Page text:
Frozen vegetables might be one of the most underrated foods to buy when you're trying to eat healthy on a budget. For instance, frozen spinach costs $0.83 for 10 ounces while fresh is $2.35 for the same amount. Plus, frozen veggies last much longer than their fresh counterparts, so you don't have to worry as much about wasting food. For any recipe that calls for cooked vegetables, frozen can typically be used in place of fresh (just make sure to drain any excess moisture once the frozen veg is thawed).
There is a lot of confusion around organic and conventional produce, and what is really worth your money. In some instances, organic food might have a slight edge on conventional veg, but the most important thing is getting ample produce in your diet. If you are on a budget, choosing to buy conventional foods can help you save money and reap all of the benefits of eating more vegetables. Conventional broccoli is only $1.72 per pound, over a dollar less than the price of organic (clocking in at $2.88 per pound).
There are only about three months out of the year where I am adamant about using fresh tomatoes, and that is when I can get them fresh from my garden or the farmers' market. The rest of the year, you can find me stocking up on canned tomatoes instead. At only $0.72 per 15-oz. can, they are super affordable, shelf stable and are called for in many pasta recipes, stews, chilis and more. Fresh tomatoes are $1.90 per pound, and need to be used soon after buying. In my opinion, fresh tomatoes are much more worth the money when they're in season.
Sure, we might have big-name brands that we remember fondly from our childhood, but when you're shopping on a budget, store brands typically have lower prices for a similar product. For example, Walmart's Great Value Peanut Butter costs $3.47 for 40 ounces, compared to $5.94 for Jif. While there might be some brands that are worth the extra expense to you, making exceptions for store-brand products can add up when it comes to saving money.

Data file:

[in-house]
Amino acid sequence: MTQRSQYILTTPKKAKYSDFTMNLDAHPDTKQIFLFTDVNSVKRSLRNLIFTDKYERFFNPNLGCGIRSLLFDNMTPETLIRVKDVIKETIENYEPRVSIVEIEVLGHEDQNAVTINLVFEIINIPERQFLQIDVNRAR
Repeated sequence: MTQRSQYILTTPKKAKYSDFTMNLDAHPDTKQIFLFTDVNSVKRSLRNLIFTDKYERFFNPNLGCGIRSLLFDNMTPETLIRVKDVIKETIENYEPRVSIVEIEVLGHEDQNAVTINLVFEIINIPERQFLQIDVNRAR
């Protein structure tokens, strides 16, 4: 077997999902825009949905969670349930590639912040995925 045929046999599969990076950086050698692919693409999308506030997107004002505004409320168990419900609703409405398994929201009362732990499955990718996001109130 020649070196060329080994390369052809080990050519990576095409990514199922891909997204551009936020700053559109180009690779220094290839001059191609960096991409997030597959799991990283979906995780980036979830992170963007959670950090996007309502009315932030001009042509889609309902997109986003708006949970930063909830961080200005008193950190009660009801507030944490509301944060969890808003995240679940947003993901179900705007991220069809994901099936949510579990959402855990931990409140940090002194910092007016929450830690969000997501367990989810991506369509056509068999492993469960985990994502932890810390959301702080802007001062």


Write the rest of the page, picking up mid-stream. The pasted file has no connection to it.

Similar to choosing a store brand, opting for less expensive brands can save you money over choosing premium brands with a higher price point. For example, a pint of Ben & Jerry's ice cream is $4.48 while the same amount of Breyers brand only costs $1.32. While we love Ben & Jerry's (especially here in Vermont), choosing a more affordable brand this week can help you save, while satisfying your sweet tooth.
Eggs are one of the most affordable proteins at the grocery store, but their prices are on the rise right now. To help make it more affordable (even if they cost more than they usually would), choose store-brand generic eggs (around $1.66 for a dozen) over organic eggs (closer to $4.76).
Cereal is a nostalgic food, and many of us grew up with it on our shelves. While you might have a favorite brand, opting for store-brand can help you save money on your grocery bill this week. Walmart's Great Value Honey Nut O's cereal costs $2.27 for a box compared to $3.98 for a slightly smaller box of Honey Nut Cheerios. As with any swap, you don't have to avoid your favorite brands every time you shop, but if you don't taste a notable difference, opt for more affordable store brands.
We all could use a little help saving some money at the grocery store right now, and hopefully this list can provide some inspiration. If all 13 swaps are overwhelming, just focus on a few. One of the most important parts of a healthy eating pattern is ensuring that the things you buy are enjoyable for you. Even a few small tweaks can lead to big savings over time.